The CARE Act already has been approved by the House, but Josh Askvig, associate state director of advocacy for AARP North Dakota, said the version House lawmakers passed gutted the original language. "Now, unfortunately during that process on the House side, they amended the bill into a what we feel is an unrelated study on home and community-based services - which is great," he said, "but they've already studied home and community-based services and we're really focusing on those individuals who provide the uncompensated care."
The original version of the CARE Act requires that the name of a family caregiver be recorded upon a person being admitted into a hospital, and then that caregiver be notified when the loved one is going to be discharged home or transferred to another setting. Askvig said the act also would require that facilities provide instructions and demonstrations on complex medical tasks to be performed at home such as medication management, wound care and injections.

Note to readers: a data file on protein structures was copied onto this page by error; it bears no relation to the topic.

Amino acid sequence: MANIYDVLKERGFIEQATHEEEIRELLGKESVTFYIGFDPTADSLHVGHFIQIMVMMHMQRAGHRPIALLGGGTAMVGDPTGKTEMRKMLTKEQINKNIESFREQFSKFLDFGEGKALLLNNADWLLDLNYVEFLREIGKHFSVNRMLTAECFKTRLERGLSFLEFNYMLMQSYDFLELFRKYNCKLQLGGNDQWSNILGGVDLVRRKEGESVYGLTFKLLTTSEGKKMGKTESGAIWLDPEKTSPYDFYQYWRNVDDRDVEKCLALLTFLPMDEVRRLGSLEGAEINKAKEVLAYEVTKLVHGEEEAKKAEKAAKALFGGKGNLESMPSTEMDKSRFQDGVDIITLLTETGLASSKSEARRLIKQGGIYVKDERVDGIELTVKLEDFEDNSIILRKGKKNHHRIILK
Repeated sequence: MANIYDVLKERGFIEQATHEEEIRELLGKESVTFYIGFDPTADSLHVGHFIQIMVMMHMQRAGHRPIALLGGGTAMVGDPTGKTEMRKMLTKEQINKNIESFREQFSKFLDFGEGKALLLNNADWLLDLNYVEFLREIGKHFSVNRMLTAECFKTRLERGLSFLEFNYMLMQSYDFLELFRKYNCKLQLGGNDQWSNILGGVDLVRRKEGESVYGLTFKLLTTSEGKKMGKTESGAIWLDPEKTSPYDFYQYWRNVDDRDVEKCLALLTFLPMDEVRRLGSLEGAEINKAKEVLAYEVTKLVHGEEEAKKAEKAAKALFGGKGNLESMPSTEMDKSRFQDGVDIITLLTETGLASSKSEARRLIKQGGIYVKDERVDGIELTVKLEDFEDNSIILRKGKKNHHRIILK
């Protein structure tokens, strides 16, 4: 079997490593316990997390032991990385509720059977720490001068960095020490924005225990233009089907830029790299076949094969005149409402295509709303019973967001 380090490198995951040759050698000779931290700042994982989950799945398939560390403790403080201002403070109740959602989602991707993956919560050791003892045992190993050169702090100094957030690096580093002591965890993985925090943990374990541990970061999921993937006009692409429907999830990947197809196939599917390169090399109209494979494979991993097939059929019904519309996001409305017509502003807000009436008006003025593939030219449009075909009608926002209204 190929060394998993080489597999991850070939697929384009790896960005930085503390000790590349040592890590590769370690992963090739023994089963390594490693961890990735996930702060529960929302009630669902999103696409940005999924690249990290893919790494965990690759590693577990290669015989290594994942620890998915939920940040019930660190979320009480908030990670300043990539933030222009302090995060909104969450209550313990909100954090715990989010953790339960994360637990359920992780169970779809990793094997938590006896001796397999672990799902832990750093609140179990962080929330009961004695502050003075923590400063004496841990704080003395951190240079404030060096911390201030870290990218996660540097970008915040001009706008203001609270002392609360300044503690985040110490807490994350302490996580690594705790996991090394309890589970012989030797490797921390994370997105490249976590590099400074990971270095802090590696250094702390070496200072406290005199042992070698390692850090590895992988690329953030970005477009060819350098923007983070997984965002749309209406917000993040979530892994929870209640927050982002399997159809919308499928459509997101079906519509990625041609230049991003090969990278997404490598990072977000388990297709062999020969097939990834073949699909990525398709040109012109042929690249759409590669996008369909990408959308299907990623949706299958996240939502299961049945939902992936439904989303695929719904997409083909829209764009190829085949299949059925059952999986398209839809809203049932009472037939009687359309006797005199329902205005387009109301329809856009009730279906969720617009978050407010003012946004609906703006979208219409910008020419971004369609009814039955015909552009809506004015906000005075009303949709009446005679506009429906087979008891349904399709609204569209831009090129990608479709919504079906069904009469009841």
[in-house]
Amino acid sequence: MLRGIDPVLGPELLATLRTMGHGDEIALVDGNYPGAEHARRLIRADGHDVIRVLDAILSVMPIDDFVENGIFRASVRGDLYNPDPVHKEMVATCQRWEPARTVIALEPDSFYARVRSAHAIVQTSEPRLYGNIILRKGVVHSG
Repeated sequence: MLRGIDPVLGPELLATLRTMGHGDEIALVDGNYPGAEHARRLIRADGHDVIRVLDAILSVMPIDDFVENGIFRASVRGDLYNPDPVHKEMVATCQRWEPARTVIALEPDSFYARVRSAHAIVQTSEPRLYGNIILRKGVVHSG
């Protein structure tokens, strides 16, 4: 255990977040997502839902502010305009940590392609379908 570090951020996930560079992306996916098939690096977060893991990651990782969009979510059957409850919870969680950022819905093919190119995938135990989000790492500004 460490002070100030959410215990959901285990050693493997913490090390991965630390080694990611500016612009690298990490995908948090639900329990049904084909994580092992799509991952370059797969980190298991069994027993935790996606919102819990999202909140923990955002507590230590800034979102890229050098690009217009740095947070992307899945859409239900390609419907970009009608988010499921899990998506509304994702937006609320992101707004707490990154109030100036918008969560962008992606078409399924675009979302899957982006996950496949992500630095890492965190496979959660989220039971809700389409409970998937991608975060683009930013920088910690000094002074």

"We're trying to help make sure they have the tools and resources and knowledge to do it correctly," he said, "so that their loved ones, when they come home, can stay home rather than risking a hospital readmission, or hopefully not progressing into some sort of worse situation."
Askvig said polling shows that more than 80 percent of North Dakotans age 45 and older support all of the main provisions of the CARE Act. According to the latest figures, there are now nearly 110,000 people in the state providing unpaid care for a family member.
CARE Act information is online at states.aarp.org. The survey is at AARP.org.